But of course, these changes do not absolve the university of its past sins. The letter continues to state, “The University had four policies pursuant to which it handled complaints of sexual violence since the opening of OCR’s review: one that was in place from 2005 through July 2011 (Sexual Assault Policy), another that was in place from July 2011 through March 2015 (Sexual Misconduct Policy), a third that covered the period from March 2015 to July 2015 (Interim Policy), and a policy that has been in place since July 2015 (Policy on Sexual and Gender-based Harassment). OCR finds that the Sexual Assault Policy and the Sexual Misconduct Policy (SMP) did not provide for the prompt and equitable resolution of student and employee complaints in violation of Title IX…OCR further finds that the University’s informal resolution process as set forth in the Sexual Misconduct Policy was not equitable either to complainants or to accused students in that it permitted the University to impose sanctions on the basis of an admission without an independent investigation. OCR also finds that the University’s handling of some complaints filed under the formal hearing process was not prompt and equitable as required by Title IX, and that during the 2008-2009 through 2011-2012 academic years, as well as in two reports filed in 2013 and 2014, the University failed to respond in a prompt and equitable manner to many reports of sexual violence that were not filed as formal complaints. In addition, at least through the 2011-2012 academic year the University did not respond promptly and equitably to student complaints involving sexual harassment committed by University employees.”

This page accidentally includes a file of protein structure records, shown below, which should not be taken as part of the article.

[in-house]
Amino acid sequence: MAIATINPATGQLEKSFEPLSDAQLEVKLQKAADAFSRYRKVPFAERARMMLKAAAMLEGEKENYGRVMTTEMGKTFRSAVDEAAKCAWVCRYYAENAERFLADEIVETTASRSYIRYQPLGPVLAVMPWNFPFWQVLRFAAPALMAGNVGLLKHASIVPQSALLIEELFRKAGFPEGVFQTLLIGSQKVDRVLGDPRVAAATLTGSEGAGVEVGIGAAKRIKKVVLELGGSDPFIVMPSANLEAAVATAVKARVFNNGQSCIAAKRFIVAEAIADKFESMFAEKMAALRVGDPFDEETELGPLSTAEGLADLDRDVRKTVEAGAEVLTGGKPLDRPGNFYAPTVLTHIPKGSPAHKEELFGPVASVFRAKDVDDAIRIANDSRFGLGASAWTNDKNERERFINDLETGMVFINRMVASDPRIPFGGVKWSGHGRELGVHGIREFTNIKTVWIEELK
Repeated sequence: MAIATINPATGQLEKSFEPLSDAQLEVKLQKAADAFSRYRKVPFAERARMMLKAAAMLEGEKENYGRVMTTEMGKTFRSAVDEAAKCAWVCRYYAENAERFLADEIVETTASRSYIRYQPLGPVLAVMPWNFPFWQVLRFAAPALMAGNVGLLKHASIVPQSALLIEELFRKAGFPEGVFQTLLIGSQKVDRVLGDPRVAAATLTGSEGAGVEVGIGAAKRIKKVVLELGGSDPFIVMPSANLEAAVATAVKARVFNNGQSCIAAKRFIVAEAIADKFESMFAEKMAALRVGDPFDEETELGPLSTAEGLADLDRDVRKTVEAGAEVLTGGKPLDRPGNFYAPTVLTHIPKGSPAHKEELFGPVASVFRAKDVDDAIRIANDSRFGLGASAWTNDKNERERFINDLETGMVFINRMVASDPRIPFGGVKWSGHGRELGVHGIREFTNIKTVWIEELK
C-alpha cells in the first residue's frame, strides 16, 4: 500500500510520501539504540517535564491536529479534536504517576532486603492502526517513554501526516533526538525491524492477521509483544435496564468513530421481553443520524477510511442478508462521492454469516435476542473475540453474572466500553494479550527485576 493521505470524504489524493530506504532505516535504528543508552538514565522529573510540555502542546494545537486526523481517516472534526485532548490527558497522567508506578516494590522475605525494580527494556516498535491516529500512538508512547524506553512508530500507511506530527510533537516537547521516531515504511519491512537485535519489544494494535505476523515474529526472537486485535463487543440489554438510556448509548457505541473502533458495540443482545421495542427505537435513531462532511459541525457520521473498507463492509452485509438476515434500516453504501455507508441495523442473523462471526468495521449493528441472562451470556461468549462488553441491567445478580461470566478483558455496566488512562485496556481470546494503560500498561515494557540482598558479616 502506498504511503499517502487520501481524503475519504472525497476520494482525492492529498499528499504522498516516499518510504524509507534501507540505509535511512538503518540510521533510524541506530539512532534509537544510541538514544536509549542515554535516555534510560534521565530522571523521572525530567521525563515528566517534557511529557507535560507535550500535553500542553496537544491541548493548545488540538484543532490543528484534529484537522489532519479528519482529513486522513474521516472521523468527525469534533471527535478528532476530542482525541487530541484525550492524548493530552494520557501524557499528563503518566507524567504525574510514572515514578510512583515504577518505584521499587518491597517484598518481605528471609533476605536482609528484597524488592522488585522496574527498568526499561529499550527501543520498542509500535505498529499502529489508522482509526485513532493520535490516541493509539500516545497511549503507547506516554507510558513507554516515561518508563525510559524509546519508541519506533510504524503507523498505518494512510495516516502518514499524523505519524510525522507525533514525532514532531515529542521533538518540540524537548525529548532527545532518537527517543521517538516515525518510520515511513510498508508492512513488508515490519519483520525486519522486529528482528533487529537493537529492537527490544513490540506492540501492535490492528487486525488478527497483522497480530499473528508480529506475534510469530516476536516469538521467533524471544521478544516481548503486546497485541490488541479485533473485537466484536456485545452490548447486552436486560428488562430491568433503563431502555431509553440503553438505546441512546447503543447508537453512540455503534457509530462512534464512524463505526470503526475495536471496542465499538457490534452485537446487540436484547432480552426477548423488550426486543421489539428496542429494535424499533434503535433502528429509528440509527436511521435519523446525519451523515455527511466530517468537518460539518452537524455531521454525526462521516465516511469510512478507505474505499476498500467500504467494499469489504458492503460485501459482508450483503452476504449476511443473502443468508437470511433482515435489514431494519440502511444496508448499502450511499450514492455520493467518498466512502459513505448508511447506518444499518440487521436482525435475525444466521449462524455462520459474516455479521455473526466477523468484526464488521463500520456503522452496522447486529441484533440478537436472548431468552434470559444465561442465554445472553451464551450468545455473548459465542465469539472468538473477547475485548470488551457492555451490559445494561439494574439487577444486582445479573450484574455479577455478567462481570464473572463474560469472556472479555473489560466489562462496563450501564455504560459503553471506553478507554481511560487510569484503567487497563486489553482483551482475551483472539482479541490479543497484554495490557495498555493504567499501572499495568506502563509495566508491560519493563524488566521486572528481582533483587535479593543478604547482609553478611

In response to these findings, UVA and OCR formally entered into an agreement on Sept. 17, 2015, that would “forgive” the university of their transgressions should they strictly adhere to its guidelines. “The Agreement commits the University to continue implementing the steps it has already taken to address sexual harassment and sexual assault on campus and to take additional measures to ensure the University’s compliance with Title IX. Under the Agreement, the University will address sexual harassment, including sexual violence, in a comprehensive manner that requires clear notice of its commitment and the applicable processes for responding in a prompt and equitable manner, and also requires the University to assess the effectiveness of the steps it takes and, with OCR review and approval, take additional steps that may be necessary to ensure that students are not subjected to a sexually hostile environment.” (OCR)

Now, while the investigation of UVA may have been just one isolated incident, it truly represents a much larger picture on the topic of campus security and the protection of the rights of students. Regardless of the personally held beliefs and opinions of the faculty and administration of a college or university, when a student comes forth for help, the institution has an obligation to do whatever it can to ensure a student’s safety and well-being.

So Seniors, as you continue to look into where you want to spend the next four or more years of your life studying, keep it in your best interest to make sure that the university you care about cares just as much about you.